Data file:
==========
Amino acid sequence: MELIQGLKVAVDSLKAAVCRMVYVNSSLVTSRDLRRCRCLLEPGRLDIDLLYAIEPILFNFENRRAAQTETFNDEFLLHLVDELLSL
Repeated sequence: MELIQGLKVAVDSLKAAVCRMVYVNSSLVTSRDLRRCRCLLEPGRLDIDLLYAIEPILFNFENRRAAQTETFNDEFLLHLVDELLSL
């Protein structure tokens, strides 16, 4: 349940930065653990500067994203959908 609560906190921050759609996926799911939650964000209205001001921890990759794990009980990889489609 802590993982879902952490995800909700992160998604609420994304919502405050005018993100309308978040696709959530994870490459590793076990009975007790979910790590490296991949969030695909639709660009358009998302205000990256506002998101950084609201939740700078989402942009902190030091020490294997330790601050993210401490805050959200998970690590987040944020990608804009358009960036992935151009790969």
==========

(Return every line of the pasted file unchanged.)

Amino acid sequence: MELIQGLKVAVDSLKAAVCRMVYVNSSLVTSRDLRRCRCLLEPGRLDIDLLYAIEPILFNFENRRAAQTETFNDEFLLHLVDELLSL
Repeated sequence: MELIQGLKVAVDSLKAAVCRMVYVNSSLVTSRDLRRCRCLLEPGRLDIDLLYAIEPILFNFENRRAAQTETFNDEFLLHLVDELLSL
């Protein structure tokens, strides 16, 4: 349940930065653990500067994203959908 609560906190921050759609996926799911939650964000209205001001921890990759794990009980990889489609 802590993982879902952490995800909700992160998604609420994304919502405050005018993100309308978040696709959530994870490459590793076990009975007790979910790590490296991949969030695909639709660009358009998302205000990256506002998101950084609201939740700078989402942009902190030091020490294997330790601050993210401490805050959200998970690590987040944020990608804009358009960036992935151009790969």